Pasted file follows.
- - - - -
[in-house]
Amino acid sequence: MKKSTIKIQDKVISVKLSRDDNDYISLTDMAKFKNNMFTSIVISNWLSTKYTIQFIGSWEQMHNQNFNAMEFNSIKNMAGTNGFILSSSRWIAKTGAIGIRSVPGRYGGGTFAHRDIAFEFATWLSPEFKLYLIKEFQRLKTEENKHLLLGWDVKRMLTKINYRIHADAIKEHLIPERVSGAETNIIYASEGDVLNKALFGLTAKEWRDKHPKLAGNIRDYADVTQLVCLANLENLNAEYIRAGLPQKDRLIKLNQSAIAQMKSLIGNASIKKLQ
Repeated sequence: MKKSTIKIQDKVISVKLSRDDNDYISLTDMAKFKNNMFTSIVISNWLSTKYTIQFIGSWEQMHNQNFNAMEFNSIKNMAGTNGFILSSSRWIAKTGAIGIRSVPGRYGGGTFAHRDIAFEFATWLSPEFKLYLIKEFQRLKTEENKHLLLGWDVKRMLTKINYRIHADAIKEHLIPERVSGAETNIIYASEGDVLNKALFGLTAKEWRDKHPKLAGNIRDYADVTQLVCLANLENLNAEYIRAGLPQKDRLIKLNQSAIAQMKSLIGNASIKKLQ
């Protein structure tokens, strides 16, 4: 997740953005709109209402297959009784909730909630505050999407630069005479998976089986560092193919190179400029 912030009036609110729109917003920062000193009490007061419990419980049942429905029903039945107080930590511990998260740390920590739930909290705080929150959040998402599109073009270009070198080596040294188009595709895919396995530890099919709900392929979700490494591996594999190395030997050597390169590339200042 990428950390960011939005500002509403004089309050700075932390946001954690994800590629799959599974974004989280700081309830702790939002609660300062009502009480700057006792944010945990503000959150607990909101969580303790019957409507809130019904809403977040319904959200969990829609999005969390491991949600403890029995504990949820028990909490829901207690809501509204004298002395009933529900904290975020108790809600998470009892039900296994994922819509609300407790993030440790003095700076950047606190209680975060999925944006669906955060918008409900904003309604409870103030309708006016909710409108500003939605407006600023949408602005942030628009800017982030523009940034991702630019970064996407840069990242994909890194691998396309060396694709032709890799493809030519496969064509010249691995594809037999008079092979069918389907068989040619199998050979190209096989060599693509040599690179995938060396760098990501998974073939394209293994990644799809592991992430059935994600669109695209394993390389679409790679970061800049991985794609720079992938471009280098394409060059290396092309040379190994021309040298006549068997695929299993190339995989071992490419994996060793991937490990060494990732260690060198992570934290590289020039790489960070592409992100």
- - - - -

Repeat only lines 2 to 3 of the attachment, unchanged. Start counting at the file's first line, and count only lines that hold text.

Amino acid sequence: MKKSTIKIQDKVISVKLSRDDNDYISLTDMAKFKNNMFTSIVISNWLSTKYTIQFIGSWEQMHNQNFNAMEFNSIKNMAGTNGFILSSSRWIAKTGAIGIRSVPGRYGGGTFAHRDIAFEFATWLSPEFKLYLIKEFQRLKTEENKHLLLGWDVKRMLTKINYRIHADAIKEHLIPERVSGAETNIIYASEGDVLNKALFGLTAKEWRDKHPKLAGNIRDYADVTQLVCLANLENLNAEYIRAGLPQKDRLIKLNQSAIAQMKSLIGNASIKKLQ
Repeated sequence: MKKSTIKIQDKVISVKLSRDDNDYISLTDMAKFKNNMFTSIVISNWLSTKYTIQFIGSWEQMHNQNFNAMEFNSIKNMAGTNGFILSSSRWIAKTGAIGIRSVPGRYGGGTFAHRDIAFEFATWLSPEFKLYLIKEFQRLKTEENKHLLLGWDVKRMLTKINYRIHADAIKEHLIPERVSGAETNIIYASEGDVLNKALFGLTAKEWRDKHPKLAGNIRDYADVTQLVCLANLENLNAEYIRAGLPQKDRLIKLNQSAIAQMKSLIGNASIKKLQ